Covid-19: Italy’s fake hospital conspiracy theory debunked as post-truth era takes hold

The worst part about a conspiracy theorist’s elaborate attempt at convincing the world of a giant COVID-19 hoax isn’t how easily it was debunked.

The worst part is that it continues to be shared even after it was, somewhat ironically, revealed as fake news itself.

Such is the post-truth era that has emerged as a product of global pandemic where journalists and government officials are trusted less than social media users.

The scene of the supposed cover up is Italy, currently in the grip of a second wave, where there have been more than 1.5 million COVID-19 cases.

Of those, there are 795,000 active cases. There have been almost 53,000 deaths. On Italy’s worst day in March, there were almost 1000 deaths from the virus.

But instead of fearing the second wave, many Italians are accusing the government of faking the emergency.

Among the most aggressive attempts at uncovering the truth is a video that has circulated widely on social media and been seen by news.com.au.

It is filmed at the Luigi Sacco Hospital in Milan by two women who claim reports in the media about overcrowded emergency departments are fake.

“We have been here for more than two hours and we haven’t heard a single ambulance,” one of the women says while the other holds a newspaper to the camera as verification of the date.

The women enter the building where there are no people. They say doctors are lying, journalists are complicit and politicians are benefiting from lockdown.

“They are terrorists,” the women claim after counting just seven people inside the hospital waiting area. But, as Politico reports, the video is a fake.

“The rooms it features are not located in the emergency wing of the hospital, which are in fact full,” the publication notes.

“Nor does the video show the places outside the hospital where ambulances regularly wait, lined up one after another, to discharge seriously ill patients.”

Politico cites other examples of conspiracy theories being pushed in Italy, including “posters which claim ambulances are driving around aimlessly without patients on board, or turning on their sirens simply to scare people”.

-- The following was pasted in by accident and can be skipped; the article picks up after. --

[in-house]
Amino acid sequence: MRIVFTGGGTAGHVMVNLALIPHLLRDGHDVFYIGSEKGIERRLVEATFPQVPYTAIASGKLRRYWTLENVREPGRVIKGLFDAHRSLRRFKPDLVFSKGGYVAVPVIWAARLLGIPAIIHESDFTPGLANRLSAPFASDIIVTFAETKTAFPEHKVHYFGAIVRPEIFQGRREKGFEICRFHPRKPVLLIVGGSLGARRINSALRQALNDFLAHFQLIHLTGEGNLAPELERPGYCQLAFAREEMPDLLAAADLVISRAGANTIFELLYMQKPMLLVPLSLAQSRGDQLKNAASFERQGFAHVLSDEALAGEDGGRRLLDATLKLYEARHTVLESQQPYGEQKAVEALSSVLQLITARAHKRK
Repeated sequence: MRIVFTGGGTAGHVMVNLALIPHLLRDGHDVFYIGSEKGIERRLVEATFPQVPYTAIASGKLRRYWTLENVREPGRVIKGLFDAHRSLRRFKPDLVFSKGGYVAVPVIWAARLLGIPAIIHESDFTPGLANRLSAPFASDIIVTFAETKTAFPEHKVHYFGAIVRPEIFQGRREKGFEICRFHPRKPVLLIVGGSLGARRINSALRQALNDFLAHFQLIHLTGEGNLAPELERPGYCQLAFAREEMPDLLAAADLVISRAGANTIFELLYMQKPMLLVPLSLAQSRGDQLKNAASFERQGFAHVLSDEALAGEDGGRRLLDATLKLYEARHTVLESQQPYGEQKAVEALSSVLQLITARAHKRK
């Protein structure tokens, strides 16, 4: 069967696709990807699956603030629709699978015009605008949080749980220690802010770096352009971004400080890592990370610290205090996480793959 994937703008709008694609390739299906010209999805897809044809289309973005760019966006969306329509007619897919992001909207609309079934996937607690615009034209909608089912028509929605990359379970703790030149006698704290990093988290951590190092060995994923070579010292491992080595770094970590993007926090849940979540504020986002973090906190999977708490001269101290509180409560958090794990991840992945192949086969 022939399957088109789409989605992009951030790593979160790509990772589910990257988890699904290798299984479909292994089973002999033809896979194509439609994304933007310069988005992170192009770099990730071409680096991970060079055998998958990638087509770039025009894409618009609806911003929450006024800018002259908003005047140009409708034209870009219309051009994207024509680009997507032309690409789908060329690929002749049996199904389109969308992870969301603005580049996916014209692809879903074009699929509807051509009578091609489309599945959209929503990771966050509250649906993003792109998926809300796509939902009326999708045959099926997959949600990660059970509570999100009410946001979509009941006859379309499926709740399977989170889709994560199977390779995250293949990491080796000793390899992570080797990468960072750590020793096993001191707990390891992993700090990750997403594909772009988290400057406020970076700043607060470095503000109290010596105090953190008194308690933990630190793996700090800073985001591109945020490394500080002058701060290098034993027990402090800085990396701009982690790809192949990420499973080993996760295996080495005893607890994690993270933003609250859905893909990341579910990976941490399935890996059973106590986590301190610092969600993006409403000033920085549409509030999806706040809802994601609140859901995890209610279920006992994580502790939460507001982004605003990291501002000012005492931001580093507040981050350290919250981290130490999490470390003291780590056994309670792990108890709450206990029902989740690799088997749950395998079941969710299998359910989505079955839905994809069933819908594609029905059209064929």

Forbes reports that the section of the hospital in the video “is a waiting room for patients’ relatives, currently closed due to COVID protocols” and that “doctors and experts across the country specify that the situation inside Italian hospitals is becoming increasingly serious”.

The woman who filmed the video has been sharing anti-vaccination material on her social media profiles for months. And she is far from alone.

But those working on the front line say Italians who doubt the reality of COVID-19 should visit them in hospital.

Andrea Artoni, a haematologist who works in a COVID-19 ward at the Milan Polyclinic, told Politico: “To those who deny the existence of this virus, I can only say to come and take a tour in one of our departments. Come and see how our people die suffocating, alone and lucid.”

Italy was the first European country to experience COVID-19 and on Monday this week passed a grim milestone of 50,000 deaths.

Most took place earlier this year, but around 15,000 deaths have been reported since the beginning of September.

The health ministry recorded 630 new deaths in the past 24 hours, bringing the total to 50,453. There were 22,930 new cases, to total more than 1.4 million.

Italy joins the United States, Brazil, India, Mexico and the United Kingdom in passing the symbolic 50,000-death mark, AFP figures show.

A punishing lockdown of all its 60 million residents brought the first outbreak under control but, as elsewhere, the number of cases has risen sharply in recent months.

Deaths have followed, with more than 750 recorded in one 24-hour period last week. The worst daily toll in Italy was 969 deaths, on March 27.

The Italian government has sought to avoid another lockdown after it crippled the economy, focusing instead on regional restrictions alongside a nationwide night-time curfew.

Officials say the measures, which include the closure of bars, restaurants and shops in the worst-hit areas, are having an effect.

But medics warn of the continued pressure on intensive care units, for although the number of beds has been increased there is a lack of qualified staff.

Prime Minister Giuseppe Conte said last week that Italians should expect a “more sober Christmas, without Christmas Eve gatherings, hugs and kisses.

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